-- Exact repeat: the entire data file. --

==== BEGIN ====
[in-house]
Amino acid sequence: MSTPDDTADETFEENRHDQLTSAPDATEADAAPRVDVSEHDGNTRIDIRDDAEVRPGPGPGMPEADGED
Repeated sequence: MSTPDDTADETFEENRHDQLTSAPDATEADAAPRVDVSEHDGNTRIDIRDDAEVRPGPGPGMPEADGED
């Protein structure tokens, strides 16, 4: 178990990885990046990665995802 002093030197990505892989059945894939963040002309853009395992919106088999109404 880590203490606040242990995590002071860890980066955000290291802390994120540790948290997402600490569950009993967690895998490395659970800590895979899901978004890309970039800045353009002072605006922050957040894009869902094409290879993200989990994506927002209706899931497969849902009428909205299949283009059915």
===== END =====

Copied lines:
[in-house]
Amino acid sequence: MSTPDDTADETFEENRHDQLTSAPDATEADAAPRVDVSEHDGNTRIDIRDDAEVRPGPGPGMPEADGED
Repeated sequence: MSTPDDTADETFEENRHDQLTSAPDATEADAAPRVDVSEHDGNTRIDIRDDAEVRPGPGPGMPEADGED
């Protein structure tokens, strides 16, 4: 178990990885990046990665995802 002093030197990505892989059945894939963040002309853009395992919106088999109404 880590203490606040242990995590002071860890980066955000290291802390994120540790948290997402600490569950009993967690895998490395659970800590895979899901978004890309970039800045353009002072605006922050957040894009869902094409290879993200989990994506927002209706899931497969849902009428909205299949283009059915």